One of the converted boxes had been a Father’s Day gift containing whisky flavoured truffles. Once the contents had been dealt with the true purpose of the box was realised as a two-shot pinhole camera, allowing for two separate exposures to be made before having to return to the darkroom or fumble in the dark bag for a change of paper or film. Two chambers and a frame to hold media in place was formed from foamcore, the interior was given a spray of flat black paint, two holes were cut in the lid and pinholes taped over the holes.

Components of the camera

Coincidentally, I had been reading of my friend Oonagh’s endeavours in 3D imaging with an antique Wray Stereo Graphic 35mm camera. It occurred to me that my two-pinhole Whisky Truffle Pincam could be adapted to make a stereo pinhole camera.

To make images suitable for viewing as a stereo pair, they need to be taken of the same view but from viewpoints slightly apart. That is taken care of by the two adjacent pinhole apertures. The exposure given to each needs to be as near as possible the same – that will depend on how well I can make two equal pinholes!

Ideally to view the 3D effect requires a stereoscope which optically overlaps the images so that the viewer sees a virtual third 3D image. However at the cost of a little discomfort, By squinting at the two images they can be made to overlap in the same way. This would do me for now!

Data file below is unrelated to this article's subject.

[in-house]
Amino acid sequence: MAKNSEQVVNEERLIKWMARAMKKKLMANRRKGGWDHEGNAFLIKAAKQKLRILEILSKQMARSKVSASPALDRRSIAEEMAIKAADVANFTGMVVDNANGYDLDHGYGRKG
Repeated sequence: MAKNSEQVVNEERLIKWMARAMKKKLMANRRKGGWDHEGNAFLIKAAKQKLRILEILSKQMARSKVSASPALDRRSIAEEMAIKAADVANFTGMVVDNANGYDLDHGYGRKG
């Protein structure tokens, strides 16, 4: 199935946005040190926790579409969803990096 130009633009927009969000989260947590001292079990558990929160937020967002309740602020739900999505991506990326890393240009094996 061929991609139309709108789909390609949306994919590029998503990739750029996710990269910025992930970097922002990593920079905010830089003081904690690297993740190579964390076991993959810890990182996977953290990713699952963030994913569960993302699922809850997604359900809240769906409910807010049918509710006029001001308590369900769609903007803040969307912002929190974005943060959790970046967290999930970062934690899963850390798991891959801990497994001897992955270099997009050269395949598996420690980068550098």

test stereo shot on old, fogged paper

The original pinhole apertures were just as they had been made. In true pinhole fashion there had been no attempt to match them. My first test stereo image confirmed that my Direct Positive paper was indeed fogged but as my purpose was to compare the differences in aperture, the expected fogging was not important. More significantly, the first pair of images show that the Right pinhole (the one on the left!) was wider than that on the Left (the one on the right!). This would need to be corrected if I was to make a successful stereo image pair.

result of enlarging the pinholes in an attempt to balance them

Having made my initial assessment, I decided to balance the apertures by attempting to enlarge the Left pinhole just a smidge. Of course having made the intended adjustment I felt the smidge was perhaps a tad too much and so adjusted the Right pinhole by the said tad, more or less. The result was not pleasant with both images now overexposed, too soft and neither a match for the other.

There was only one thing for it: re-make the pinholes from scratch, aiming for a matched pair. The optimum aperture diameter for a pincam with a projection distance (i.e. focal length) of 36mm is around 0.25mm so that’s what I was aiming for although size was less important than equivalence.

high resolution scan of pinholes and millimetre rule